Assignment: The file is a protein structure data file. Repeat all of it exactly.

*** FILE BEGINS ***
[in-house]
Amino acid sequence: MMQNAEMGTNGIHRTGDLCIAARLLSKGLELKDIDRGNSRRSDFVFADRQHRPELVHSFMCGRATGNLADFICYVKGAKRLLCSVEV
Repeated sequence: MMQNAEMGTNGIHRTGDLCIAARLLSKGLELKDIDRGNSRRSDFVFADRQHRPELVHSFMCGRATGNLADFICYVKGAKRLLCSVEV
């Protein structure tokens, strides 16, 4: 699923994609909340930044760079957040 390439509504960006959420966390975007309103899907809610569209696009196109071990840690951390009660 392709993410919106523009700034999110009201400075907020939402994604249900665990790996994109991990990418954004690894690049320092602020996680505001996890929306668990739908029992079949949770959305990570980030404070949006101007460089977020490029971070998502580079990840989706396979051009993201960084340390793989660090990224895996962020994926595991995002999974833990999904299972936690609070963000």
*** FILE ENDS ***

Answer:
[in-house]
Amino acid sequence: MMQNAEMGTNGIHRTGDLCIAARLLSKGLELKDIDRGNSRRSDFVFADRQHRPELVHSFMCGRATGNLADFICYVKGAKRLLCSVEV
Repeated sequence: MMQNAEMGTNGIHRTGDLCIAARLLSKGLELKDIDRGNSRRSDFVFADRQHRPELVHSFMCGRATGNLADFICYVKGAKRLLCSVEV
């Protein structure tokens, strides 16, 4: 699923994609909340930044760079957040 390439509504960006959420966390975007309103899907809610569209696009196109071990840690951390009660 392709993410919106523009700034999110009201400075907020939402994604249900665990790996994109991990990418954004690894690049320092602020996680505001996890929306668990739908029992079949949770959305990570980030404070949006101007460089977020490029971070998502580079990840989706396979051009993201960084340390793989660090990224895996962020994926595991995002999974833990999904299972936690609070963000």